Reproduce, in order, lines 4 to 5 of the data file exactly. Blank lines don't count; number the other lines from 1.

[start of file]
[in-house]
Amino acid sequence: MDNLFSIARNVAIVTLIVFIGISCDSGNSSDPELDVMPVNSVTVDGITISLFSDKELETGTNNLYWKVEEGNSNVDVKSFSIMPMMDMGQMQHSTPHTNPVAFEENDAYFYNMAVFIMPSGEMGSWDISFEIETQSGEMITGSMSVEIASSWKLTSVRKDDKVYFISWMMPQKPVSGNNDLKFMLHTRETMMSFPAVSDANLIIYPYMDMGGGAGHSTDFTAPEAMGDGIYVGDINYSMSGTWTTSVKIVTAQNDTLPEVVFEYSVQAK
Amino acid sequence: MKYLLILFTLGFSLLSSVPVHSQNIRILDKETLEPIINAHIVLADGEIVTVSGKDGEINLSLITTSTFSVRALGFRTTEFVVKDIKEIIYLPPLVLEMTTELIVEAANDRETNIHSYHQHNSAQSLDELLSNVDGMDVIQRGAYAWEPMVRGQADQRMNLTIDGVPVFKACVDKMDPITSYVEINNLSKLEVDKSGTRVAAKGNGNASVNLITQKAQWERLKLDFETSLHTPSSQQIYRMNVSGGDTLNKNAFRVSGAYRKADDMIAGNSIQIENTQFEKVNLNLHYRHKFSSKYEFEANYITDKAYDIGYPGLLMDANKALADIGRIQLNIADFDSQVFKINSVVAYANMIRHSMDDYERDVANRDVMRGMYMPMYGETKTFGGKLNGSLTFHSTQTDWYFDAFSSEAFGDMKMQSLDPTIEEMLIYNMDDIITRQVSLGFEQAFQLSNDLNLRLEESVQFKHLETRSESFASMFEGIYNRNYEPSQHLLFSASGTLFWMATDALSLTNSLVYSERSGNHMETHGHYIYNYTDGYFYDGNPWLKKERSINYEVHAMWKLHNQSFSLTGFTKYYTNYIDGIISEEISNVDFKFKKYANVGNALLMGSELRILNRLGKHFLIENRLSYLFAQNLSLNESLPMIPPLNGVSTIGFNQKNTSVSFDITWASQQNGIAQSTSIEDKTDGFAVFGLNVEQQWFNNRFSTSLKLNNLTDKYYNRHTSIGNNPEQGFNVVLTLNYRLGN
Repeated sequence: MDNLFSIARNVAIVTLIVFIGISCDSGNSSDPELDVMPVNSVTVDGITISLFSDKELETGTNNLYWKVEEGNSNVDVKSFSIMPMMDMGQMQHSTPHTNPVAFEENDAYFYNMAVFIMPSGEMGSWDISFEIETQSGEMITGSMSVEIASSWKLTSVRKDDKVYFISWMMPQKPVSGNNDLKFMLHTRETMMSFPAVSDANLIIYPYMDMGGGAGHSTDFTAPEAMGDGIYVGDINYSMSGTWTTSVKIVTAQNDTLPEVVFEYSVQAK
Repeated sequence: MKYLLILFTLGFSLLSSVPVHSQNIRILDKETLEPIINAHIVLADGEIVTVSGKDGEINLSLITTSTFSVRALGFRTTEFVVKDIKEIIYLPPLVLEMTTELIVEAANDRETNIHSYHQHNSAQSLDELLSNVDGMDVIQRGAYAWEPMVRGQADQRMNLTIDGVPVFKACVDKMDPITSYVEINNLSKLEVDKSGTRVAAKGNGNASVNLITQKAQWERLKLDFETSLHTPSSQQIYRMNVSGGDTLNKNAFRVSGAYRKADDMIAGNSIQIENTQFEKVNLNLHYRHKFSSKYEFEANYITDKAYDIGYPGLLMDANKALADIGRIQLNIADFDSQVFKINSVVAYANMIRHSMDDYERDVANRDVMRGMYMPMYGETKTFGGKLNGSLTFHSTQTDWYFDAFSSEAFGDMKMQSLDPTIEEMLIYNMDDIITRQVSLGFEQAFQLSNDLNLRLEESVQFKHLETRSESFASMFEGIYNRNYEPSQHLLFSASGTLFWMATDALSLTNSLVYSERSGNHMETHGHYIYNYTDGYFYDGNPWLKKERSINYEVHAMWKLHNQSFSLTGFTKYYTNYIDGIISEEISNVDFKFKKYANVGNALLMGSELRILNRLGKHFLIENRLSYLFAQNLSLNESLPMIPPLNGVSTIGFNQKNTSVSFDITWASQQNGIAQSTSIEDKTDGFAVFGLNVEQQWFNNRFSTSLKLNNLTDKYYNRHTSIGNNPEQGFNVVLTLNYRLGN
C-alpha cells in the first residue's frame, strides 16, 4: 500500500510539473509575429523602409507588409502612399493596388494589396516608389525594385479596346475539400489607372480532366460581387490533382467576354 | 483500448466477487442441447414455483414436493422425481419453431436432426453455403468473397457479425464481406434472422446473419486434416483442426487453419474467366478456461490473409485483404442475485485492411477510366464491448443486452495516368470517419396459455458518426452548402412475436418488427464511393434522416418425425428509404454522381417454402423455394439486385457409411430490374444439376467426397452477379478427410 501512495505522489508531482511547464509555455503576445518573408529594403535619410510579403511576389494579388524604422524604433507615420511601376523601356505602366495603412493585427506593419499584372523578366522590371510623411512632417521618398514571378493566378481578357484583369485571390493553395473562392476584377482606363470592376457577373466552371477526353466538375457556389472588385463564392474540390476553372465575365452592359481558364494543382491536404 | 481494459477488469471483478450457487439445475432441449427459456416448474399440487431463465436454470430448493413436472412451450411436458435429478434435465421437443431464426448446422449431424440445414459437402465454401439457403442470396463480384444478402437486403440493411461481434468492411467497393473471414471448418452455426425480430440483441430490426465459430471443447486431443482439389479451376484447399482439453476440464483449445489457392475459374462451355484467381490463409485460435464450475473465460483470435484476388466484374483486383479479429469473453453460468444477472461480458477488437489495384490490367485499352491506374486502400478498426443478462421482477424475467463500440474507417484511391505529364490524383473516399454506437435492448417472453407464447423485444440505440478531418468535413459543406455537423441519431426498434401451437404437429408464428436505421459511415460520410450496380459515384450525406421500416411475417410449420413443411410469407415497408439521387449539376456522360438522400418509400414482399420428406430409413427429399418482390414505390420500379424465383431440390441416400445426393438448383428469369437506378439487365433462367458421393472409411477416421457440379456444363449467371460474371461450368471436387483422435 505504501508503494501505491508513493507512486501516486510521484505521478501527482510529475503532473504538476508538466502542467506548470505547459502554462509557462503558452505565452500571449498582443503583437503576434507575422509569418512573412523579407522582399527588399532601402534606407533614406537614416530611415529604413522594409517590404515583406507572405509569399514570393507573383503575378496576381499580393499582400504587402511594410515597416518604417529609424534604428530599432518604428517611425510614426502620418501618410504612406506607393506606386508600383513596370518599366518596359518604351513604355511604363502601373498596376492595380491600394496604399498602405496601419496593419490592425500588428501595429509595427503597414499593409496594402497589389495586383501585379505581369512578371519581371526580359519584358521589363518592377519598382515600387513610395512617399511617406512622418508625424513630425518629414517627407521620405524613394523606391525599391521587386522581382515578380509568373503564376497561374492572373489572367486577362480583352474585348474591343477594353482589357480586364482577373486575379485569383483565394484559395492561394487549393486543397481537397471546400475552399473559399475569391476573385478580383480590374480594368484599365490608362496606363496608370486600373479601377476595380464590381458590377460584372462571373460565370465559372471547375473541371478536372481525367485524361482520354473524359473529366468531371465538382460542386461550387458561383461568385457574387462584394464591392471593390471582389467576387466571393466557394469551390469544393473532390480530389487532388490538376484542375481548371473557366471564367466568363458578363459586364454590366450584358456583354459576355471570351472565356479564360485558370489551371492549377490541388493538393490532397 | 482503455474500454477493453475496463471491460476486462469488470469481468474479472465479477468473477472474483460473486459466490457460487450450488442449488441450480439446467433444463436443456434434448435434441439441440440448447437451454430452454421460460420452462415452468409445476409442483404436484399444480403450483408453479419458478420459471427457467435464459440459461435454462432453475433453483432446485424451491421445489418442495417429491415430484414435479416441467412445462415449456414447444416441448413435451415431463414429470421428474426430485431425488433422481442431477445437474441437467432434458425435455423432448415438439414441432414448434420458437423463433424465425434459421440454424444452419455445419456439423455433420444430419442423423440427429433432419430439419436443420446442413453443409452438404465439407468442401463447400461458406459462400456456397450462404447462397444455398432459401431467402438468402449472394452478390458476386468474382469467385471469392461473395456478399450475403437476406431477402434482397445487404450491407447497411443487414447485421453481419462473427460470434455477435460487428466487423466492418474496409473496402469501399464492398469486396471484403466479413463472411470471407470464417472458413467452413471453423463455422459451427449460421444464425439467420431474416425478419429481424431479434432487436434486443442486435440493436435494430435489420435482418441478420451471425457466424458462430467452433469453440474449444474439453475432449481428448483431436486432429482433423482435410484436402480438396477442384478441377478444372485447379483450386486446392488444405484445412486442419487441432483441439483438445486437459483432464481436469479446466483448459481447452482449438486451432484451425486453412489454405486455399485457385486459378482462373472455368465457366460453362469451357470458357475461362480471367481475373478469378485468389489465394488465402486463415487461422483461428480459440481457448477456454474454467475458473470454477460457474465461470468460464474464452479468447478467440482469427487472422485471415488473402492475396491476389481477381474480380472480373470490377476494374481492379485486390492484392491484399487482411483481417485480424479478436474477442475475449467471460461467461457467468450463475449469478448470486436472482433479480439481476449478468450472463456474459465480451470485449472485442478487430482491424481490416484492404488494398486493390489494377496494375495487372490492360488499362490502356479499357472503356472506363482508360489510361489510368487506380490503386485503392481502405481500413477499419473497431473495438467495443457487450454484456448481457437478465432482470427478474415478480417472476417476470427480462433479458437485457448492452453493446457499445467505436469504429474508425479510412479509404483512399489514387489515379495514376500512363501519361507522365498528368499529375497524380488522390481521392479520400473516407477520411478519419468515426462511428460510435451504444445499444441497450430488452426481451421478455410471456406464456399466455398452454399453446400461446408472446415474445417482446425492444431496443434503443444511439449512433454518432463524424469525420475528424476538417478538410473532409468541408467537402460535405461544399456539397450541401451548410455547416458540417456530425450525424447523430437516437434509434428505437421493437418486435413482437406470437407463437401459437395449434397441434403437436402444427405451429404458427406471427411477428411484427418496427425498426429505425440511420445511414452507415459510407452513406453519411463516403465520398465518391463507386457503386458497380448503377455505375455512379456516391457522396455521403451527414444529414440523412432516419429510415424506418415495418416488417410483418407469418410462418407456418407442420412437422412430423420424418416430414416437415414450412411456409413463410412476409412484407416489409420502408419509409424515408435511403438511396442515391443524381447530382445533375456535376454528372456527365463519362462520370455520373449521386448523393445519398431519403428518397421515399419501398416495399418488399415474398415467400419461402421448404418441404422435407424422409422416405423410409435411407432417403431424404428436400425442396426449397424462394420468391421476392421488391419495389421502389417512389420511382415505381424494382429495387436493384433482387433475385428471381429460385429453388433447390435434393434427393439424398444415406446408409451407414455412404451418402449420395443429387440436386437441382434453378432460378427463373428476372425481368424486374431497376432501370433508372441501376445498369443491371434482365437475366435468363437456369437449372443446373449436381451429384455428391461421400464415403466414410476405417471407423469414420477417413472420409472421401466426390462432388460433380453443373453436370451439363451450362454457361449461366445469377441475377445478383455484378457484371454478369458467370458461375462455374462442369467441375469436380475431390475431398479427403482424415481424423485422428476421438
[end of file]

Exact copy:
Repeated sequence: MDNLFSIARNVAIVTLIVFIGISCDSGNSSDPELDVMPVNSVTVDGITISLFSDKELETGTNNLYWKVEEGNSNVDVKSFSIMPMMDMGQMQHSTPHTNPVAFEENDAYFYNMAVFIMPSGEMGSWDISFEIETQSGEMITGSMSVEIASSWKLTSVRKDDKVYFISWMMPQKPVSGNNDLKFMLHTRETMMSFPAVSDANLIIYPYMDMGGGAGHSTDFTAPEAMGDGIYVGDINYSMSGTWTTSVKIVTAQNDTLPEVVFEYSVQAK
Repeated sequence: MKYLLILFTLGFSLLSSVPVHSQNIRILDKETLEPIINAHIVLADGEIVTVSGKDGEINLSLITTSTFSVRALGFRTTEFVVKDIKEIIYLPPLVLEMTTELIVEAANDRETNIHSYHQHNSAQSLDELLSNVDGMDVIQRGAYAWEPMVRGQADQRMNLTIDGVPVFKACVDKMDPITSYVEINNLSKLEVDKSGTRVAAKGNGNASVNLITQKAQWERLKLDFETSLHTPSSQQIYRMNVSGGDTLNKNAFRVSGAYRKADDMIAGNSIQIENTQFEKVNLNLHYRHKFSSKYEFEANYITDKAYDIGYPGLLMDANKALADIGRIQLNIADFDSQVFKINSVVAYANMIRHSMDDYERDVANRDVMRGMYMPMYGETKTFGGKLNGSLTFHSTQTDWYFDAFSSEAFGDMKMQSLDPTIEEMLIYNMDDIITRQVSLGFEQAFQLSNDLNLRLEESVQFKHLETRSESFASMFEGIYNRNYEPSQHLLFSASGTLFWMATDALSLTNSLVYSERSGNHMETHGHYIYNYTDGYFYDGNPWLKKERSINYEVHAMWKLHNQSFSLTGFTKYYTNYIDGIISEEISNVDFKFKKYANVGNALLMGSELRILNRLGKHFLIENRLSYLFAQNLSLNESLPMIPPLNGVSTIGFNQKNTSVSFDITWASQQNGIAQSTSIEDKTDGFAVFGLNVEQQWFNNRFSTSLKLNNLTDKYYNRHTSIGNNPEQGFNVVLTLNYRLGN